Types of Services: Wakes, Funeral & Burial
The Catholic Church recognizes three specific funeral rites. The Vigil Service, sometimes called the Wake, is usually conducted in the funeral home or church on the evening before the Funeral Mass. Friends and family gather to pay their last respects for the deceased and to provide comfort and strength to the immediate family. Many individuals who cannot attend the Funeral Mass will be present at this service. Though the service contains prayers, Scripture readings and liturgy, it is a more informal time where remembrances and eulogies are shared.
The Funeral Mass contains more ritual, is conducted by a priest and is held in the church building. Under most circumstances, the body will be present during this service. The Funeral Mass includes the Reception of the Body, the Liturgy of the Word, the Liturgy of the Eucharist, and the Final Commendation and Farewell.
The final service is the Rite of Committal, a brief tribute performed at the cemetery, often in either a chapel or at the grave site. The priest will read a meaningful passage of Scripture, make concluding remarks of comfort for the bereaved, present a statement of committal of the body back to the earth, and conclude with prayer.
Mourning Traditions, Customs & Rituals
The Catholic Church has a long-standing history of accepted rituals and rules for behavior governing any events of the life experience, including death and mourning. While the rules have not changed, the commitment to such traditions is often less rigorously followed today.
Priests lead the Funeral Mass and the Committal Service. They may also play a role in the Vigil Services. Throughout the services laypeople may participate as readers, musicians, ushers, and pallbearers. The music played at the Funeral Mass should be appropriate, approved church music. Popular or non-religious music, though not used in the Mass, would be meaningful at the Vigil Service.
Every Funeral Mass will have a set liturgy – order, structure and words that are used at every funeral. This structure provides comfort, security and assurance for the bereaved. The priest leads in the words and the symbolic acts. Many times the congregation will respond in unison with affirming words of faith and comfort.
Length of the Mourning Period
Catholic tradition governing the kind and duration of mourning has evolved over the years, often influenced by culture and convenience. The Catholic Church officially distinguishes three types of mourning.
Heavy or deep mourning is the most intense mourning period. All black dress is appropriate, with no jewelry containing colored stones. In some cultures, an all-white suit of clothing is also considered full mourning and would be acceptable.
Half mourning is the next period of mourning. Black with white trim, or white with black trim, is considered the standard for dress.
Light or second mourning is the final stage of mourning. Clothing is characterized by mild colors, including black and white mixtures, greys, mauves and other soft pastel colors. Fabric used during this time may be patterned.
The amount of time spent in each of the mourning periods would be dependent upon the relationship that was shared with the deceased. Culture has begun to change some of the standards regarding the length of time appropriate for mourning. For example, even through the 1950’s the accepted standard for a widow was one year of heavy mourning, followed by six months of half mourning and another six months of light mourning. The total time of mourning was to be six years. Provision was made to lessen the time if the widow found someone she would consider a proper suitor after the first year.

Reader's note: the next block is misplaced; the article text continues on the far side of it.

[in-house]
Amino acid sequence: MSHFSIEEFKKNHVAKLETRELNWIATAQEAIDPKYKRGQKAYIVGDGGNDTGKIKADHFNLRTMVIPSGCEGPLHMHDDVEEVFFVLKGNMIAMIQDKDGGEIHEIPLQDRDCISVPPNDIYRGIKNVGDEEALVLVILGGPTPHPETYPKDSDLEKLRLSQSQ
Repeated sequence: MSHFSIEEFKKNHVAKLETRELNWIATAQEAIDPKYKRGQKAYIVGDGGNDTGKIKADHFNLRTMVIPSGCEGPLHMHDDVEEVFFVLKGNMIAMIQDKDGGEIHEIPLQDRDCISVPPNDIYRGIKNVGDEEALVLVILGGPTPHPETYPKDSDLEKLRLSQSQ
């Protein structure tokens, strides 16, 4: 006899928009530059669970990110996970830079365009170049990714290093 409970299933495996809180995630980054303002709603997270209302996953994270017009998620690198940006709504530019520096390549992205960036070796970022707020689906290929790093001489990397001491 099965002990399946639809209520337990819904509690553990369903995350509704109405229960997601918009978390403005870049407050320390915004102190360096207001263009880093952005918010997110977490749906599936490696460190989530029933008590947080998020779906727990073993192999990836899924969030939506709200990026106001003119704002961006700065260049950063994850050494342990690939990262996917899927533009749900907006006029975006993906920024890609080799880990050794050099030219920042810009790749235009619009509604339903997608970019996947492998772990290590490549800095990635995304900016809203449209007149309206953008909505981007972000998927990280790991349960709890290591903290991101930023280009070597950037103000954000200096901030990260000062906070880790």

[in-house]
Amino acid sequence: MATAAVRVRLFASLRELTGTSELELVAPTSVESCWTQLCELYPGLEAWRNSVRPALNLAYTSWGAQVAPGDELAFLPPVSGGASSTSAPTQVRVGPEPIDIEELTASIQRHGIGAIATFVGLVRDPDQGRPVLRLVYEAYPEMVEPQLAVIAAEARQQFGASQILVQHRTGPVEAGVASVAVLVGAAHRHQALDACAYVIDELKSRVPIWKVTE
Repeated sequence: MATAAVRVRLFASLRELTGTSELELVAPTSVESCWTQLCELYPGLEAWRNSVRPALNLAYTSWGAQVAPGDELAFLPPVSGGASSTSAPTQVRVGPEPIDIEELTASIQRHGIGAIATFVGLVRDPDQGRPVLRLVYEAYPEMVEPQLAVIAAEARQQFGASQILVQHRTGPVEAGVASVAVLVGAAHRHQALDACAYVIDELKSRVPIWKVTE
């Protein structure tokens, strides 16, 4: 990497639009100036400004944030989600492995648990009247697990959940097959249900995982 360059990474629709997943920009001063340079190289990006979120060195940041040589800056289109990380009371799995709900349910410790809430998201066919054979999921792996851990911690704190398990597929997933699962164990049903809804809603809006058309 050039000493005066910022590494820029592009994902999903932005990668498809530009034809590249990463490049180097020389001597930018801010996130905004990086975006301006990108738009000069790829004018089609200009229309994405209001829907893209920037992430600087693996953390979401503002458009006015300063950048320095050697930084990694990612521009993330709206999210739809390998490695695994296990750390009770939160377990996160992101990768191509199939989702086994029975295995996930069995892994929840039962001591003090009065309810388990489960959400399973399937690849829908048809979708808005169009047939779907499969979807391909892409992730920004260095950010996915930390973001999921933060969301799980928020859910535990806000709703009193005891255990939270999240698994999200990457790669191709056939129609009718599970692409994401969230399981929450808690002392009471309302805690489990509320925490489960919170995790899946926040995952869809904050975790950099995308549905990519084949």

Today the following periods of time have become the general guidelines for the Catholic Church:
A spouse should spend a year and a day in mourning. Moving through the periods of mourning is considered optional, with the heavy period of mourning being 30 days and half and light mourning equally dividing the remaining time. A spouse should not accept nor offer attention to the opposite sex during the year of mourning.
Parents or children of the deceased are encouraged to spend six months in mourning, with the heavy mourning period lasting 30 days. Grandparents and siblings are to spend three months in mourning, with the heavy mourning time lasting 30 days. Other family members should spend thirty days in mourning.
Today the adherence to these traditions often depends upon personal preference and upon the commitment level of the individual to the rituals of the church. It is more common to find widows or widowers wearing mourning clothing only to church or on formal occasions.
While the Catholic Church does not require a certain number of visits to the cemetery, the grave site is often a place for families and friends to mourn and remember the life of the deceased. Visiting the grave site is a tangible way for people to convey honor and respect. Many individuals find peace and comfort when visiting the cemetery, allowing for a time of reflection, introspection and remembrance.
If a headstone or monument was prepared and erected at a later time, it would be appropriate to use such a time to gather friends and family at the site. Others may use special days like a birthday, holiday, wedding anniversary or the anniversary of the death to visit the grave site. The visit makes an appropriate occasion to adorn the grave with new flowers or wreaths.
Comforting the Bereaved
Family and friends will express condolences and comfort by attending the Vigil Service and the Funeral Mass if possible. It is also appropriate to visit the home of the family to offer comfort and support. Adherence to a strict mourning period is less common today. Thoughtful words through a card or a phone call are always appreciated. Such gestures help the bereaved know that their loved one is remembered and that they are cared for with compassion.